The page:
As the tweet count goes up, the blog count goes down! I’m continuing to post stuff here, but more frequent tweeting happens here http://twitter.com/AlastairDuncan
Bloody hell, a month goes by and no posts here. So here’s one, on the day that China and Google split up. If you think about it, that particular debate centres on how national governments interfere with cyber communities for their own, possibly nefarious, ends. That isn’t new, and censorship is creeping back in many Western countries as well as being sort of expected in what we rudely describe as the ‘less democratic’ world.
One of the outputs from the Digital Britain report published in the summer is the formation of bills to go through parliament to address the issues of copyright, open access, digital inclusion, that a digitally literate economy needs to get right. In the first and possibly last effort before the election, not everyone thinks that the government has got it right. Here’s Cory Doctorow on boingboing describing the assault on freedom that locking down your ISP account presents. And here’s Rebecca McKinnon in the Guardian touching upon the French efforts to reject the Satan of Music Downloading, in the context of Google’s legal battles with China, France, Italy, etc. Mind you, Johnny Halliday isn’t exactly going to be troubling my MP3 collection in the near future, but I’m lucky to live in a country where you can say stuff like that and you aren’t marked down by the authorities as a travel risk.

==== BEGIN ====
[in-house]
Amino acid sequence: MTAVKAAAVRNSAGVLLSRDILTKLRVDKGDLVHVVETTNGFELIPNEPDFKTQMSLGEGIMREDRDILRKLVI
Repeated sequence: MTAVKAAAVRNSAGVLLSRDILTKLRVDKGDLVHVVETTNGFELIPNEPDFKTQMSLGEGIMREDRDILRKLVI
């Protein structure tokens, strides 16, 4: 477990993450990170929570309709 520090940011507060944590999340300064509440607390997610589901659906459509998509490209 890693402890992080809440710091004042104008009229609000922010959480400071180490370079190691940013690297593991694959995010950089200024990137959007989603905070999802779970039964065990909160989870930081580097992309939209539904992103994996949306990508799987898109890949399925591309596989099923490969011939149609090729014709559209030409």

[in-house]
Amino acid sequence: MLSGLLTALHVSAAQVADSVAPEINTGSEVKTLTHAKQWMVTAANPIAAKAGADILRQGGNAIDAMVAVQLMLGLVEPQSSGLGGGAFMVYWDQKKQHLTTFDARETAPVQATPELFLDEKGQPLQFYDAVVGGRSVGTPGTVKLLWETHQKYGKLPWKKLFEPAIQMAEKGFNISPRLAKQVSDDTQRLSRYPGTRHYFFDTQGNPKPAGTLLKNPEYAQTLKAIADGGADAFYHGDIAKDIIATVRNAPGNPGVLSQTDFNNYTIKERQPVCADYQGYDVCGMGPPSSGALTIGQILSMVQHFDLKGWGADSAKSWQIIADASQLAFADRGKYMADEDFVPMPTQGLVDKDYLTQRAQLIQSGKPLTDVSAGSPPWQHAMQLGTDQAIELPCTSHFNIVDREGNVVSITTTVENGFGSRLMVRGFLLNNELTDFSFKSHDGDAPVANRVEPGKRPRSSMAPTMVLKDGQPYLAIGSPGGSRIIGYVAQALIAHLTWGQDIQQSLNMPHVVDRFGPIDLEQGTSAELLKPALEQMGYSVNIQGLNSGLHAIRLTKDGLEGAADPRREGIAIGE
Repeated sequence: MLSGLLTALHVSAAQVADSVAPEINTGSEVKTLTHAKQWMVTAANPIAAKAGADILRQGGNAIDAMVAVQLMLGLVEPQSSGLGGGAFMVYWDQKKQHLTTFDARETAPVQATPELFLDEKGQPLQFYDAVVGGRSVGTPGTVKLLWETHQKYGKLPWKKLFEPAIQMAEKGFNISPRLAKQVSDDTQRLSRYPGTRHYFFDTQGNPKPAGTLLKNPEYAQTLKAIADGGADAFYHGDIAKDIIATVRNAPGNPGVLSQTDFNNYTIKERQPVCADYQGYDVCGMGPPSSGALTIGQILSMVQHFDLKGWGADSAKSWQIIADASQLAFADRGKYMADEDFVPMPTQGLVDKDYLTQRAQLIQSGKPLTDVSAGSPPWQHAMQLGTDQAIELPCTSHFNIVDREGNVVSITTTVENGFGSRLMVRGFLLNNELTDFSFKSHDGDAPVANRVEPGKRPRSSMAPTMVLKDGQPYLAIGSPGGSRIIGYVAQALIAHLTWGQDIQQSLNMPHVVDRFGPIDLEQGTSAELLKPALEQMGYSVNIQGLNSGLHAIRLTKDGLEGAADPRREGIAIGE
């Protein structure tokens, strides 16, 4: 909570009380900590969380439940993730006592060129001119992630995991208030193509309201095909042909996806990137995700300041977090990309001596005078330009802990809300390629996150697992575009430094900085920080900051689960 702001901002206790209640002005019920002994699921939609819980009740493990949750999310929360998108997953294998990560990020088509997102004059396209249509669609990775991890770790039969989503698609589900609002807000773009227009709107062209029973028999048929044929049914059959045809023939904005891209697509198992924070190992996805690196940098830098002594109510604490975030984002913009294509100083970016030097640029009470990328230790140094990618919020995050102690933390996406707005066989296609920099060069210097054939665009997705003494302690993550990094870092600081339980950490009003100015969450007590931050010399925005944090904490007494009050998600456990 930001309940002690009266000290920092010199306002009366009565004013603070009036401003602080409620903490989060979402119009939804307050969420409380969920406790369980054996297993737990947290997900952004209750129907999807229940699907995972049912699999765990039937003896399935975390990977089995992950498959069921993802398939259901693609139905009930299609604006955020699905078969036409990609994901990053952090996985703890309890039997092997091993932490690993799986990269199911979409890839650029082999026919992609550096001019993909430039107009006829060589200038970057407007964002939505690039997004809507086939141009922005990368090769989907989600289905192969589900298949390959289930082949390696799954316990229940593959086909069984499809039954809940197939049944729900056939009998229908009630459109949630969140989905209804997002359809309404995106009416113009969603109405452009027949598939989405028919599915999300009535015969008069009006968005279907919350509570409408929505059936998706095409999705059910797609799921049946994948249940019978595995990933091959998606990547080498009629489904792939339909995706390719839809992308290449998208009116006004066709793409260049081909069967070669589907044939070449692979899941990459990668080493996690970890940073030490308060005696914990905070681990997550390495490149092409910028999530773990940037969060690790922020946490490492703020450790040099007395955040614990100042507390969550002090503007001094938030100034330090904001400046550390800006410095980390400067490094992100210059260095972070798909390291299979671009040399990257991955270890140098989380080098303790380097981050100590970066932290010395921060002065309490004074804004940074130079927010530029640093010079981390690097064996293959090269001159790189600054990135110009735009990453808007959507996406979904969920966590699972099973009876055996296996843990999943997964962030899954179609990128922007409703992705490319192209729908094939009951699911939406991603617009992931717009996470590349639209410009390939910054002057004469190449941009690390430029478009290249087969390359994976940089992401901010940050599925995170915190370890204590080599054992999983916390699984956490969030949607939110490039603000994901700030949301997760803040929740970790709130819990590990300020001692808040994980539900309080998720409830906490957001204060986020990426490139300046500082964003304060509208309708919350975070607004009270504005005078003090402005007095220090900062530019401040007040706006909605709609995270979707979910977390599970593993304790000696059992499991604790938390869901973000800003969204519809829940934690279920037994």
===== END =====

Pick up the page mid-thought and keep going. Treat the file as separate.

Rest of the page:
Good news today – the government is tabling a series of amendments that appear to curtail the most iniquitous clauses in the bill, including the one that gives a (currently unelected) minister the right to decide on who and how to crack down on copyright infringement without recourse to any other parliamentary process. Whether they do or not remains to be seen.
What’s this got to do with marketing? The dripping irony here is that in the world of brand communication, we’re almost desperate for consumers to download our brand content for free and share it with each other. We want our viral messages to go viral, and for our amateur enthusiasts to make their own versions of our slick commercials. We want to show that consumers care enough about the brand to bother. Which makes it surprising (to me, anyway) that there weren’t more agency people involved in evaluating whether this new law is a blocker to innovation. It’s not just about digital innovation, but innovation in all forms of communication. At CES, the big consumer electronics show in Las Vegas, most of the new technology devices being showcased have social technologies built in to them. This means that people will be able to, if they can be arsed, link to each other, recommend where they are, tell people where they are going and where they’ve been through pretty much any device. If you think of Twitter as “what are you doing?” think of the next wave of social tech as “Where are you?” Hmm.
And this brings me back to the slow post movement on participation marketing, and the kind comments I’ve received on Twitter and Facebook about the past month’s pm abstinence. The answer is I’ve been busy. We’re working on a pitch. And will be at the weekend too no doubt. Plus ca change
the gilmour gang panel at leweb
Recent events in the idea crowdsourcing world herald a new business model for agencies. As the person responsible for putting Peperami on the internet in the first place (peperami.com 1996 for the historians amongst you) I’m well placed to comment on the recent move to find ideas using the internet. And as Jon Winsor and other (about to be ex-Crispin Porter) colleagues have announced in the early hours of this morning, it’s time for a new model that takes crowdsourcing to the next level. And that involves asking you, the creatives out there working for other agencies, to contribute to their briefs. Transparently. And at your risk.